All across North America the days are getting shorter, chillier, and (to the chagrin of many) Christmas music is already playing on the radio stations. As Thanksgiving draws near, it often serves to bring about various memories and emotions for people. And for the Christian, gratitude and thankfulness are not just emotions or feelings that are felt or something only celebrated once a year – it is the very air we breathe. All who have repented of their sin and trust and follow Jesus as Savior understand that their regenerate heart, and indeed any good thing in life (James 1:17), is a gift; a gift to which the only correct response is worship, obedience, and thankfulness to a good and kind God.
Christian growth insures that these truths sink deeper and deeper into the heart of a believer as they live their lives in light of the Gospel. By God’s grace, another reality concerning thankfulness that believers will come to understand is that thankfulness is a very powerful weapon against sin and a tool to endure suffering.
The Power of Thankfulness
About 10 years ago, I found myself in a very dark season of depression. No appetite for food, no energy to get out of bed in the morning, and a tendency to isolate myself were a few of the visible manifestations of this chapter of my life. I was suffering, but my particular suffering was also intermingled with sin. Bitterness, selfishness, and anger were thoughts that I too often found myself embracing. These are formidable foes when mingled with depression because often we only see our sorrow, and not our sin, when we are in the throes of deep sadness. This season led to much fear. I became terrified to hop into my car and take a quick trip across town. Terrified of my family being killed in a house fire. Terrified of anything and everything scary I could think of. Sin is at its core irrational, and leads to further irrationality.¹
I distinctly remember one morning that became a sort of linchpin in turning the corner on fighting sin and fighting for joy. I was lying in bed trying to force myself to get started with the day, and the morning sunlight was streaming through my window onto my face. This immediately reminded me of Matthew 5:45, “…For he makes his sun rise on the evil and on the good, and sends rain on the just and on the unjust.” This immediately prompted me to say in thanksgiving, “Thank you God that you cause the sun to shine on the evil and the good, you are so kind. This is a direct evidence of your kindness that I am experiencing in this moment. Thank you.” This simple acknowledgment of God’s Word and prayer of gratitude to Him, caused me to want to get up and keep thanking Him for His kindness. A few days later, I was eating a piece of homemade pie (funny how certain small memories remain crystal clear even after years) and I remember silently thanking God for giving me the ability to enjoy this delicious food and for His provision of sustenance for my body (I Timothy 4:4). I realized this was yet another evidence of a kind and gracious Father. Then one night, as I was reading the Psalms and praying I was convicted over my sin of bitterness and anger against an individual, as well as selfishness. I prayed that the Lord would forgive my sin and help me to walk in repentance. I started thanking the Lord that I would be worshipping Jesus in heaven alongside this individual someday and started to pray for the Lord to bless this person’s life. As time went on, these prayers weren’t just an act of obedience, they eventually became my joy to pray in this manner. This season didn’t leave quickly, as seasons like this rarely do. But the act and discipline of thankfulness became the means by which the Lord granted repentance and deep joy and growth in the days and nights of many tears.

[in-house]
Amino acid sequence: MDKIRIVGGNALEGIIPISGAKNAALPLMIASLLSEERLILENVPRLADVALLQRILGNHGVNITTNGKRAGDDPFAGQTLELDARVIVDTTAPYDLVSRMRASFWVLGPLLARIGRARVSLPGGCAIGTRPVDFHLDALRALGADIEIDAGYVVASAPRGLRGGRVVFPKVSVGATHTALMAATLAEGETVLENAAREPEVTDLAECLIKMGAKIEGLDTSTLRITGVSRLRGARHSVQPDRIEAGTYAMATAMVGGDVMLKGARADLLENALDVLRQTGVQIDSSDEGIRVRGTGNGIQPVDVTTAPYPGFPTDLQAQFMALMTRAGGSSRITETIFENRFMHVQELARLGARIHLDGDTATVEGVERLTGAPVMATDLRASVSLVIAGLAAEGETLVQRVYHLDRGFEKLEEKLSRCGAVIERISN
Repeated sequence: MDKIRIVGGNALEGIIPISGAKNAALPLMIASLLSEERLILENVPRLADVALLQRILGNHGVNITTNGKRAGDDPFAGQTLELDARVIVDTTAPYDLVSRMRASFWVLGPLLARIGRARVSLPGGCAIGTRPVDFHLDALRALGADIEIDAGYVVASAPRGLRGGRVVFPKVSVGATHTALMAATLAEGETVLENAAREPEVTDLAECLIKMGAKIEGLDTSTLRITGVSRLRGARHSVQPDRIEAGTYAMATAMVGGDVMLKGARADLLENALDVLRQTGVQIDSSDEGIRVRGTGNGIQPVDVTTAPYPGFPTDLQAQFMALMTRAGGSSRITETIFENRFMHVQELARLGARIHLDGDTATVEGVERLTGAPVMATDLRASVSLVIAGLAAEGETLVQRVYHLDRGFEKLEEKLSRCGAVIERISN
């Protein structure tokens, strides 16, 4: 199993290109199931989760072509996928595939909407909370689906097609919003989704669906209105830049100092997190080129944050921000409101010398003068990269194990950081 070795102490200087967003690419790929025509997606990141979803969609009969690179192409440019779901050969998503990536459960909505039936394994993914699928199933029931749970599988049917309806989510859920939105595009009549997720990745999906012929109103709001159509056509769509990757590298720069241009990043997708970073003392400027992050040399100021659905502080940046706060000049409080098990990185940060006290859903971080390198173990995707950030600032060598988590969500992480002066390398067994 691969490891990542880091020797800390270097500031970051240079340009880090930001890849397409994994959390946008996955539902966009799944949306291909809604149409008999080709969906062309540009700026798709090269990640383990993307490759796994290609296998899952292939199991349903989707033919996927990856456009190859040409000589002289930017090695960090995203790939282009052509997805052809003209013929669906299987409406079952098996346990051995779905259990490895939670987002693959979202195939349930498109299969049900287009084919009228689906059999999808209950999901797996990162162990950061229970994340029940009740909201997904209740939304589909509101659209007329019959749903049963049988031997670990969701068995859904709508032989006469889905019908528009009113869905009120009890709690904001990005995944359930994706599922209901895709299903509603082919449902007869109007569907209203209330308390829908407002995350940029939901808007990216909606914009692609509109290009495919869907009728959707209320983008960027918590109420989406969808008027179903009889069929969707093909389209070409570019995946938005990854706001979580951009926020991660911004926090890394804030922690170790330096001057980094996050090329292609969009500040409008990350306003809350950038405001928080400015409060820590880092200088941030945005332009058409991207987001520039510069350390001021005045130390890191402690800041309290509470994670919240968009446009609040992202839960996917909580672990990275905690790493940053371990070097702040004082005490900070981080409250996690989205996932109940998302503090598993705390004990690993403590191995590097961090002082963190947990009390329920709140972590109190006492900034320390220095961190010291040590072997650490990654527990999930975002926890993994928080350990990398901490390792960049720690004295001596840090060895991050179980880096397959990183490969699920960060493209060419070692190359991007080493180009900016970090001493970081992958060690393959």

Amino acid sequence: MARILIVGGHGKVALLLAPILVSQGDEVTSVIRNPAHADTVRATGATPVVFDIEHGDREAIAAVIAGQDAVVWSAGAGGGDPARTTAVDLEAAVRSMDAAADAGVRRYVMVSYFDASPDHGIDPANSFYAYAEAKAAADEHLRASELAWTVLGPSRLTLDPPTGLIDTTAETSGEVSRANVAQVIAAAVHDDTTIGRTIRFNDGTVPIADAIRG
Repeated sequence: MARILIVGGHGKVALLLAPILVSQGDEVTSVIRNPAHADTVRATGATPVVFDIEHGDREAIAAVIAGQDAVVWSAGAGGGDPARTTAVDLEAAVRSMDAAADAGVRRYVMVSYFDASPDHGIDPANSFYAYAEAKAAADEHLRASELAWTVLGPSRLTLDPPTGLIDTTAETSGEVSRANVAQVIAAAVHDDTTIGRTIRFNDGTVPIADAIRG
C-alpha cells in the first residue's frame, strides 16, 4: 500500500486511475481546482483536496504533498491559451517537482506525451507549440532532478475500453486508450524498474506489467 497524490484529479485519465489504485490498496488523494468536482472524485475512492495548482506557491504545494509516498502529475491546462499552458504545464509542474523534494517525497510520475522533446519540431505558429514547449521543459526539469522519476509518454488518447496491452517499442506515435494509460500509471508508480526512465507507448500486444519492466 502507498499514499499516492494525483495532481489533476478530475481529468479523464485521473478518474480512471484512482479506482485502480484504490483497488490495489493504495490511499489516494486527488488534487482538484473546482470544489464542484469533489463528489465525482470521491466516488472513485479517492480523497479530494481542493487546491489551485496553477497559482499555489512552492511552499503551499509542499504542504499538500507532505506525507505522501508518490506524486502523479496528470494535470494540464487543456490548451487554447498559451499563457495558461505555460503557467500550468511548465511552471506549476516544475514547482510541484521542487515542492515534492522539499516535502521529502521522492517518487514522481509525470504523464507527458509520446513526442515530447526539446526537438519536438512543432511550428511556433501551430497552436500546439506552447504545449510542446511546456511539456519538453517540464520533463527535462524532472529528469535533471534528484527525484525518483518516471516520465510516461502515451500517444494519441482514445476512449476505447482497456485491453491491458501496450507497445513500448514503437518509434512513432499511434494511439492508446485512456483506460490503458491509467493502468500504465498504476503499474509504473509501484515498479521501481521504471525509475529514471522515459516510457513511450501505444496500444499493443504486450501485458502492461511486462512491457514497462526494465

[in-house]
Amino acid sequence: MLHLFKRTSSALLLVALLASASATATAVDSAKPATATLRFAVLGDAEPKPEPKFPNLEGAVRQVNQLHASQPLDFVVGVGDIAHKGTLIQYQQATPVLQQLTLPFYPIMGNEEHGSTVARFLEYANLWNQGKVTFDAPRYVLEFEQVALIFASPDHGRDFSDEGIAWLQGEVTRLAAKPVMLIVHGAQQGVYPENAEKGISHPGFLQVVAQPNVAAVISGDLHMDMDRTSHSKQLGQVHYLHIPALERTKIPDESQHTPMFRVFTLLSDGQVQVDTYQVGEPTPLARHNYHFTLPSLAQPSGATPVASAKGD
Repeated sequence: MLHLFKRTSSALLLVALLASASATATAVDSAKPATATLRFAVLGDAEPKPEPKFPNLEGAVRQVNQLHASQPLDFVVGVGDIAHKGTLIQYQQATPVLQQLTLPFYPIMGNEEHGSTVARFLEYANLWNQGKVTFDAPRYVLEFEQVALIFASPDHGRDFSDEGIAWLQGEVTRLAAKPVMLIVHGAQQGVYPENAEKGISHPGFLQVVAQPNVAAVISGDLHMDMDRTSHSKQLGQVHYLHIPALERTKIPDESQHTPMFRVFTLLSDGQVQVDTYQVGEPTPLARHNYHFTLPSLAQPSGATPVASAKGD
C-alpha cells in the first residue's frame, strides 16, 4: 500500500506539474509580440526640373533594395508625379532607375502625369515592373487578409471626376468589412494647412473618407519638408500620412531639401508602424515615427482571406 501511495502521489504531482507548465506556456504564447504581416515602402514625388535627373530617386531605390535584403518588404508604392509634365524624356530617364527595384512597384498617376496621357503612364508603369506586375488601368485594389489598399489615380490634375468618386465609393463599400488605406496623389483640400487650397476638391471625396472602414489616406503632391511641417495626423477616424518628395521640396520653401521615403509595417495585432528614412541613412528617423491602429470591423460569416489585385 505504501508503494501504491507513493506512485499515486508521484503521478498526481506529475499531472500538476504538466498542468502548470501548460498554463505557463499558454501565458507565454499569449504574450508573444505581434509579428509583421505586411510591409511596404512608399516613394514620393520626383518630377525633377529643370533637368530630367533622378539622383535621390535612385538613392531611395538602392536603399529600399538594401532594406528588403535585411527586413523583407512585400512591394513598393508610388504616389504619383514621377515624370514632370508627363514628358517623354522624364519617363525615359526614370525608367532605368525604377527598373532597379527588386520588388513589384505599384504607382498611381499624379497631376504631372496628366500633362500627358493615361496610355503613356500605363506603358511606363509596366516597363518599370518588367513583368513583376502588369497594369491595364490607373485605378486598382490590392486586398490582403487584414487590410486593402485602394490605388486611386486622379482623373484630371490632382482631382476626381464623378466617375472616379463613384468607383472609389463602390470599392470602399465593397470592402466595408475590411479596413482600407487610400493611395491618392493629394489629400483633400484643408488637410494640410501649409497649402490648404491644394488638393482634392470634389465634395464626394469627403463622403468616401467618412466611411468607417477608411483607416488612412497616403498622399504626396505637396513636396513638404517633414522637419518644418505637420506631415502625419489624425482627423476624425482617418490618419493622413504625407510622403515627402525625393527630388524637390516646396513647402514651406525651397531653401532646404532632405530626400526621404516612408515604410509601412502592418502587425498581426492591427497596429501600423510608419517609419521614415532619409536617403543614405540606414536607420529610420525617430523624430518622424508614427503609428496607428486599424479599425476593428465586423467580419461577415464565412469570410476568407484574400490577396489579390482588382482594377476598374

The Gift of Gratitude
When God commands thankfulness (i.e. the Psalms, Ephesians 5:4, Philippians 4:6, Colossians 4:2, etc.), he does it with the understanding that it will bring life and joy and renewal in the inner man, even in the very darkest of valleys. The most important thing in the life of a suffering believer is not that pain be alleviated, but that the believer looks more like Jesus after having endured the trial (II Corinthians 12:9-10). Thankfulness is a powerful means of grace for the believer to lay hold of in the midst of fiery trials. ²
Don’t let Thursday be the primary day this year that you give thanks to God for his great kindness. Let it be a day of rejoicing that we can praise God for his kindness and all of his blessings for everyday of our lives on earth and into eternity.
¹ Frame, John. Doctrine of the Word of God, 16.
² For more on thankfulness as a means of grace, see Chapter 8 in Finally Free, by Dr. Heath Lambert.